"Take pride in everything you do" and all that but, well, I feel I should warn potential readers that is that this piece is pretty . . . well, an odd duck.
I suppose maybe the most helpful way to introduce "Weekend Remembrance of Dr. Kai Chaikin" is to share the rejection that it provoked from Bellevue Literary Review, which happens to be my favorite rejection of all time (do all writers have those?):
"I like the idea of the pseudo-scientific paper as a genre and the social implications--that the correlation between bladder size and memory, or bladder size and a predisposition to belief in God, parallels such issues as gender identity today, and also raises the question of whether or not there should be a gap between expectation and reality, or objectivity and subjectivity. But in narrative terms it needs to engage the reader more with regard to character and plot."
I love-love this rejection for two reasons:
First, it makes the story sound pretty insane, to the point where I almost want to reverse-engineer a second story with "Write a story that might provoke this rejection" as the prompt.
Second, I was just told by a literary journal edited and maintained by DOCTORS that my writing was too dense, which is kind of like them making fun of how illegible your signature is.
Anyway, you can read the piece in the Flatbush Review here.
A few years after I shared "Reel Mower" with my father, he mailed me this postcard.
Still having big vacation fun. Just mowed law in Jeff for the second time with the new mower. Much easier! Now back to the lake to watch the rain on the lake. Onward to glory -
This was my favorite story to arise from a prompt ("Humor", "A Dog Trainer", and "A Kiss") in no small part because I never write humor and this encouraged me to push outside of my comfort zone.
Fun note on the calligraphy above: the two spirals that look kinda like on each end of the first word aren't actually Korean -- they're designed to mimic the "sheephead" towel style often seen in Korean spas.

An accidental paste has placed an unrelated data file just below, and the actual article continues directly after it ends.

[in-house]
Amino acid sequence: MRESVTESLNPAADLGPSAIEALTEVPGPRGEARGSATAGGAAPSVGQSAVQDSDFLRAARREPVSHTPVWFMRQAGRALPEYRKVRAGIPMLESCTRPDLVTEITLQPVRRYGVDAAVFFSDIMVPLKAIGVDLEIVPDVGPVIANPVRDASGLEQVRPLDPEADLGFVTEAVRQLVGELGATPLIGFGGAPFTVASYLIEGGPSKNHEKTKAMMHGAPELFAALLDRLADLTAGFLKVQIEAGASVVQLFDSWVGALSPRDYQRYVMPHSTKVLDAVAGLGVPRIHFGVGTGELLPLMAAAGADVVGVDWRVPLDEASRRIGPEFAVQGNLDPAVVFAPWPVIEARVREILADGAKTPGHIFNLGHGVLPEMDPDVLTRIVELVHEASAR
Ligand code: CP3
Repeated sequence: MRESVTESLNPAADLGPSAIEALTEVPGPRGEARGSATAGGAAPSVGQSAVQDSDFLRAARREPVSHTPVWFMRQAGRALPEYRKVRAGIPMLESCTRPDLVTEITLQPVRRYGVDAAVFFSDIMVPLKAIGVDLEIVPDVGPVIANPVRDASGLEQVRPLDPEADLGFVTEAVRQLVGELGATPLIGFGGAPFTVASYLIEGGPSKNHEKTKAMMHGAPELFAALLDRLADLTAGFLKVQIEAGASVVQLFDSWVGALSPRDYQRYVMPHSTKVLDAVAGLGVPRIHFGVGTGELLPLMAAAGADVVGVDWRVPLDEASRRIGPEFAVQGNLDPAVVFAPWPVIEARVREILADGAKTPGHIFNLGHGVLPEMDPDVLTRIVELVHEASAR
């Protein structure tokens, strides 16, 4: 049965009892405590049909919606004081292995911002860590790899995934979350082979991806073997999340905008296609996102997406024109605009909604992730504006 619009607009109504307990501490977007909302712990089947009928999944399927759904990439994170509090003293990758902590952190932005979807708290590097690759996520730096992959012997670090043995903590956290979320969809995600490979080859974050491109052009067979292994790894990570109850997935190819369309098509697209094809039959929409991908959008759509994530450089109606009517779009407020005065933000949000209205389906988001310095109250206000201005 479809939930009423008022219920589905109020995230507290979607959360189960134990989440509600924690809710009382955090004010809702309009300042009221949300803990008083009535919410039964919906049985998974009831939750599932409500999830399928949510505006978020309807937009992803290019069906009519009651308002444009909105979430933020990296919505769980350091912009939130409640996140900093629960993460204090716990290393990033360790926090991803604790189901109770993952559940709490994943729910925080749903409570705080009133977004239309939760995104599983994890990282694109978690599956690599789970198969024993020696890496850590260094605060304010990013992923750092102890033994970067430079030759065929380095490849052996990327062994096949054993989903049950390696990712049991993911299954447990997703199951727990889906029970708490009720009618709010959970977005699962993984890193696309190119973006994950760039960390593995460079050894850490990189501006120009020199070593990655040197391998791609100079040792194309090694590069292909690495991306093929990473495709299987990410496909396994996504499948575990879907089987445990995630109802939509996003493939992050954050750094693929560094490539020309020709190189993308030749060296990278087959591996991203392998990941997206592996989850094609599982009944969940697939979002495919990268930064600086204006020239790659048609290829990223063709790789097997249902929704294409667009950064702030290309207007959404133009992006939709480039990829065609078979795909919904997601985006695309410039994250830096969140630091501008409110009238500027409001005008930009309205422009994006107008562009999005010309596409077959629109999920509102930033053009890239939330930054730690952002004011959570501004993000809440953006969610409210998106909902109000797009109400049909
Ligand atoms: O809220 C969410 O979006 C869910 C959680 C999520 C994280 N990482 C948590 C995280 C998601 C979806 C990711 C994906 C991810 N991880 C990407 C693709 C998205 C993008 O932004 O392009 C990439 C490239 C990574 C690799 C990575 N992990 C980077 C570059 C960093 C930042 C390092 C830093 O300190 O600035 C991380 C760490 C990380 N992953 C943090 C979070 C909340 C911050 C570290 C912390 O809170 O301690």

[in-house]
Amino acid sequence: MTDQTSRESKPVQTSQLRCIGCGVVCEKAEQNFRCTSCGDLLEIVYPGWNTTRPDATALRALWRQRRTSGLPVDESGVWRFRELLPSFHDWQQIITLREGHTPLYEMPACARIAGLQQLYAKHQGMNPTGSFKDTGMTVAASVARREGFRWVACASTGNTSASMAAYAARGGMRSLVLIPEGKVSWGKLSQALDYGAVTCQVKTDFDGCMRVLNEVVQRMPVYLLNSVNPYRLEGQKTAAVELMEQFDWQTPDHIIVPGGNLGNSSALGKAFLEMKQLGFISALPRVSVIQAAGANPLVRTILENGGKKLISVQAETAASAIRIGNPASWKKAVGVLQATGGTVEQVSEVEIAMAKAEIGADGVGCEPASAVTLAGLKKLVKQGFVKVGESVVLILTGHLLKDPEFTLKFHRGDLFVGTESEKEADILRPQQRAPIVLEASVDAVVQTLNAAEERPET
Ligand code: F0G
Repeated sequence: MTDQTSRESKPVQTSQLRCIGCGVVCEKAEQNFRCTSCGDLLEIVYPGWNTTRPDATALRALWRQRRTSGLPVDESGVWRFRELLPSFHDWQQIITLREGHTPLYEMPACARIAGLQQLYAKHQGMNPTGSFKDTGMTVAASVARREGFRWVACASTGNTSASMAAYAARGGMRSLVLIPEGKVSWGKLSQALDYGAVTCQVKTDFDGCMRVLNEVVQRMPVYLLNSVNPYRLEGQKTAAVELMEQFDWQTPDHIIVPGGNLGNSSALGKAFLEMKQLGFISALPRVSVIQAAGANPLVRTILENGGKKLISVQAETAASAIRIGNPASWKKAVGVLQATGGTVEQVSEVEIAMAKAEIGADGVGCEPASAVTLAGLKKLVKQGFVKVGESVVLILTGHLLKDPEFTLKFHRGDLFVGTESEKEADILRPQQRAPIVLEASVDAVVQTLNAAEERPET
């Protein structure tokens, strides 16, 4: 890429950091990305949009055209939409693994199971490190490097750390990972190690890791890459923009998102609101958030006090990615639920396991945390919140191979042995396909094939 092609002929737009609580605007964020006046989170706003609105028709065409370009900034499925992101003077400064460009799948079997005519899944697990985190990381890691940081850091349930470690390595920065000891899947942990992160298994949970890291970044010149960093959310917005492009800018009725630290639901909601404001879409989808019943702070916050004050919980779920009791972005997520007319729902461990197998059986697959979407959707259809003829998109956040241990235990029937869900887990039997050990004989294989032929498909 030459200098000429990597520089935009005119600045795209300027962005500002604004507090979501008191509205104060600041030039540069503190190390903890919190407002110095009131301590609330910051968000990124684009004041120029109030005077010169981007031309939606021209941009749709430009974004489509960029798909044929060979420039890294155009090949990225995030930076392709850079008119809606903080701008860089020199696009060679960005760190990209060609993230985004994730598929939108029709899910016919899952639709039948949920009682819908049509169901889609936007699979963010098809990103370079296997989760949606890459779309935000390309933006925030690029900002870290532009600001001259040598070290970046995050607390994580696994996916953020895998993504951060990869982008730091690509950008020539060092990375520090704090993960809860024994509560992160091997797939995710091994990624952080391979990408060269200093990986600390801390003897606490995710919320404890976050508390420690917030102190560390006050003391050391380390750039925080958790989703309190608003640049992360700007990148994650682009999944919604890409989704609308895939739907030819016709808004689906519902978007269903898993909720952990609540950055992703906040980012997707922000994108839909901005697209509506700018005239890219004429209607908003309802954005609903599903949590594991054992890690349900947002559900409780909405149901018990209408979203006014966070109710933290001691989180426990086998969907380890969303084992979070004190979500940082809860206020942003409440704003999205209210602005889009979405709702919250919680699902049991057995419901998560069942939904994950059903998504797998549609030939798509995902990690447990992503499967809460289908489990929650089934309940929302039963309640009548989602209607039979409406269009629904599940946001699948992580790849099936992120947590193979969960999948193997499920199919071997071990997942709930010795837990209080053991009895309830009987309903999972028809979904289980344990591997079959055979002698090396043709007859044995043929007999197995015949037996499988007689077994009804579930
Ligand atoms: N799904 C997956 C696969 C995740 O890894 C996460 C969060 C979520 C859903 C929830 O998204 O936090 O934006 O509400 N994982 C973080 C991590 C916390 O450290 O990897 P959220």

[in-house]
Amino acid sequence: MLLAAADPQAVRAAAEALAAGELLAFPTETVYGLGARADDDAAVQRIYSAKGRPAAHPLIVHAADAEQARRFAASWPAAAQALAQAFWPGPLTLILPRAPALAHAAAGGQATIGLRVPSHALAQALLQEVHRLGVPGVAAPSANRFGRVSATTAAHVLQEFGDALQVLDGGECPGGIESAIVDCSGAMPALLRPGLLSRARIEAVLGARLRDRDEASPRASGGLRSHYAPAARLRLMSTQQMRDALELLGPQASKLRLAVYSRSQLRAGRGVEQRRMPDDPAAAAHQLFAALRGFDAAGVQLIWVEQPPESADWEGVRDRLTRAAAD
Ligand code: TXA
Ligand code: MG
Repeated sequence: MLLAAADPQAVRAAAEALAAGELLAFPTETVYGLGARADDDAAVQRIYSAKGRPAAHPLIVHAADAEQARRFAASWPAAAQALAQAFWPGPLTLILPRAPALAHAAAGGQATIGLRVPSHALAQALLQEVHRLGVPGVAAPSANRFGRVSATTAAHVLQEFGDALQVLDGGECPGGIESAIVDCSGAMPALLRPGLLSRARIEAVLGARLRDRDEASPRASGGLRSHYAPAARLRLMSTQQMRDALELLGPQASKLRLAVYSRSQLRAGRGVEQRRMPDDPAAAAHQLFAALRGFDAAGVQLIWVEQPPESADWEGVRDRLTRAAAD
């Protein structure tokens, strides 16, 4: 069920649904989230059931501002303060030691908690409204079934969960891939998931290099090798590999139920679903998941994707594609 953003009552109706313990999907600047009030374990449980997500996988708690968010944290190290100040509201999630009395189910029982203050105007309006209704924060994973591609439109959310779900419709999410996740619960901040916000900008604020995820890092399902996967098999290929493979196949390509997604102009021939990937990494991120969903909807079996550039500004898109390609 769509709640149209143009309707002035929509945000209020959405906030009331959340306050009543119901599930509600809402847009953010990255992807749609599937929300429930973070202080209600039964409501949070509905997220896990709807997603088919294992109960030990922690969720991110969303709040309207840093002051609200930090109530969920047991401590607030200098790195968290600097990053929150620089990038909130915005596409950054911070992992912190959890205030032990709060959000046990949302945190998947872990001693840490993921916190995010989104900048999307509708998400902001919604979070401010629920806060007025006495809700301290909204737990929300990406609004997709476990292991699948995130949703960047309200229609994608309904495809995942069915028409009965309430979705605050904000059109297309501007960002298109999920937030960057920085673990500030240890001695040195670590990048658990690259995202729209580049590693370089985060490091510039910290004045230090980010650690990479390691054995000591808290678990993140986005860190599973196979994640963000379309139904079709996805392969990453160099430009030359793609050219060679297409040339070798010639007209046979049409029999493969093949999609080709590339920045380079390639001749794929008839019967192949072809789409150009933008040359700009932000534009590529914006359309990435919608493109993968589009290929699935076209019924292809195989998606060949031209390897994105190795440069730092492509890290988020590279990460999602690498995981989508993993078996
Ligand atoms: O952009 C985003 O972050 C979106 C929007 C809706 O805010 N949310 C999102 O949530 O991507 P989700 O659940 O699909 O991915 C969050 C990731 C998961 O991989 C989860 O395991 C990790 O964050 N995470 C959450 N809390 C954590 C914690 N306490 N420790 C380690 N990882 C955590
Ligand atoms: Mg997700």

In 2007, I was one of over 80 law students spending a summer at a large law firm. It was the height of the boom and we were introduced to a degree of decadence that seemed both absurd and unsustainable. I wrote this on the last night of the summer.
A year later the Great Recession hit, and over half the firm's new attorneys were laid off in one day, including most of those I had spent that summer with.
I once worked at the Strand Bookstore doing backroom stuff like putting on pricing stickers and shrink-wrapping books all day. As anyone who worked there during the 2000s can attest, the place had no air conditioning and it sweltered. Our lives were all pretty aimless and nobody spoke very much.
One day after work, I went home and wrote this.
(Edited by Blackout Writers Group and Eleanor Katari)
This one is near and dear to my heart and I'm excited for it to be my first piece in a lit-mag.
Way back in 2006, Blackout Writers Group decided to have a special Halloween meeting, where we all committed to dashing off new scary stories.
For some reason, my thoughts immediately went to an old school cider mill in upstate New York where my father would take my brother and I where you could see all the apples being crushed.
(edited by Blackout Writers Group and Eleanor Katari).